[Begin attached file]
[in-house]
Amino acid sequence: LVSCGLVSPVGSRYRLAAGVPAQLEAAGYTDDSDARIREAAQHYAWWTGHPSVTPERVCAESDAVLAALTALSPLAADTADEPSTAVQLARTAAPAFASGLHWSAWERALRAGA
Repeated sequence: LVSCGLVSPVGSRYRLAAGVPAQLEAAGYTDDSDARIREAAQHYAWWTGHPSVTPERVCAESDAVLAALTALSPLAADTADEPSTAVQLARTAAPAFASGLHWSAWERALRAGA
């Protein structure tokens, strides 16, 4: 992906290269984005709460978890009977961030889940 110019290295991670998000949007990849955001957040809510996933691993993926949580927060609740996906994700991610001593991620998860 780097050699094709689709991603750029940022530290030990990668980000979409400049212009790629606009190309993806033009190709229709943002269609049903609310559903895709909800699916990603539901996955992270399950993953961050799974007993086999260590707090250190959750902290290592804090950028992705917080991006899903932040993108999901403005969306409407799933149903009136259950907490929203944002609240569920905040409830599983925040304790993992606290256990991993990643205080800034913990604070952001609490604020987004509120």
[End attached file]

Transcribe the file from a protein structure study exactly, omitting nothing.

[in-house]
Amino acid sequence: LVSCGLVSPVGSRYRLAAGVPAQLEAAGYTDDSDARIREAAQHYAWWTGHPSVTPERVCAESDAVLAALTALSPLAADTADEPSTAVQLARTAAPAFASGLHWSAWERALRAGA
Repeated sequence: LVSCGLVSPVGSRYRLAAGVPAQLEAAGYTDDSDARIREAAQHYAWWTGHPSVTPERVCAESDAVLAALTALSPLAADTADEPSTAVQLARTAAPAFASGLHWSAWERALRAGA
């Protein structure tokens, strides 16, 4: 992906290269984005709460978890009977961030889940 110019290295991670998000949007990849955001957040809510996933691993993926949580927060609740996906994700991610001593991620998860 780097050699094709689709991603750029940022530290030990990668980000979409400049212009790629606009190309993806033009190709229709943002269609049903609310559903895709909800699916990603539901996955992270399950993953961050799974007993086999260590707090250190959750902290290592804090950028992705917080991006899903932040993108999901403005969306409407799933149903009136259950907490929203944002609240569920905040409830599983925040304790993992606290256990991993990643205080800034913990604070952001609490604020987004509120």